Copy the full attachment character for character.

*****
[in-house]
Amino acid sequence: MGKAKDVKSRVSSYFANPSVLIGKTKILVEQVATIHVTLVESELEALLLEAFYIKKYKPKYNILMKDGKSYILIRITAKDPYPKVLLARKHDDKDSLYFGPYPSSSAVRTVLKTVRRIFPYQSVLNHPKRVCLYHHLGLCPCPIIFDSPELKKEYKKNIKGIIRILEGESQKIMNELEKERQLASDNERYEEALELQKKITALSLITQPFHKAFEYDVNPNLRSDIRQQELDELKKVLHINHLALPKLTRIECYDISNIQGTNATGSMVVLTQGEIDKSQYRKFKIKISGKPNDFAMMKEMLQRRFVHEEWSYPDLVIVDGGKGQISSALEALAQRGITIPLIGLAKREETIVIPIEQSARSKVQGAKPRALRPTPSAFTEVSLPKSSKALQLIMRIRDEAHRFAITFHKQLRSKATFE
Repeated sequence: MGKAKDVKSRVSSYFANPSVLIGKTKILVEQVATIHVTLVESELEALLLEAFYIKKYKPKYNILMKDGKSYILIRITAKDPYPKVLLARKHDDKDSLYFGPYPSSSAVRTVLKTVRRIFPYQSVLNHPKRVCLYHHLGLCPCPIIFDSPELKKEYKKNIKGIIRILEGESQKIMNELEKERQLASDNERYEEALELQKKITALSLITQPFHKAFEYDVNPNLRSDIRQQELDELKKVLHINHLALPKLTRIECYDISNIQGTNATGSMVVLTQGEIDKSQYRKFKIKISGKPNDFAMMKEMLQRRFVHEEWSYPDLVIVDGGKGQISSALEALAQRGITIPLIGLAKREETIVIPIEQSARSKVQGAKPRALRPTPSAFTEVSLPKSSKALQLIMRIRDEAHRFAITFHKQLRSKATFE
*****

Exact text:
[in-house]
Amino acid sequence: MGKAKDVKSRVSSYFANPSVLIGKTKILVEQVATIHVTLVESELEALLLEAFYIKKYKPKYNILMKDGKSYILIRITAKDPYPKVLLARKHDDKDSLYFGPYPSSSAVRTVLKTVRRIFPYQSVLNHPKRVCLYHHLGLCPCPIIFDSPELKKEYKKNIKGIIRILEGESQKIMNELEKERQLASDNERYEEALELQKKITALSLITQPFHKAFEYDVNPNLRSDIRQQELDELKKVLHINHLALPKLTRIECYDISNIQGTNATGSMVVLTQGEIDKSQYRKFKIKISGKPNDFAMMKEMLQRRFVHEEWSYPDLVIVDGGKGQISSALEALAQRGITIPLIGLAKREETIVIPIEQSARSKVQGAKPRALRPTPSAFTEVSLPKSSKALQLIMRIRDEAHRFAITFHKQLRSKATFE
Repeated sequence: MGKAKDVKSRVSSYFANPSVLIGKTKILVEQVATIHVTLVESELEALLLEAFYIKKYKPKYNILMKDGKSYILIRITAKDPYPKVLLARKHDDKDSLYFGPYPSSSAVRTVLKTVRRIFPYQSVLNHPKRVCLYHHLGLCPCPIIFDSPELKKEYKKNIKGIIRILEGESQKIMNELEKERQLASDNERYEEALELQKKITALSLITQPFHKAFEYDVNPNLRSDIRQQELDELKKVLHINHLALPKLTRIECYDISNIQGTNATGSMVVLTQGEIDKSQYRKFKIKISGKPNDFAMMKEMLQRRFVHEEWSYPDLVIVDGGKGQISSALEALAQRGITIPLIGLAKREETIVIPIEQSARSKVQGAKPRALRPTPSAFTEVSLPKSSKALQLIMRIRDEAHRFAITFHKQLRSKATFE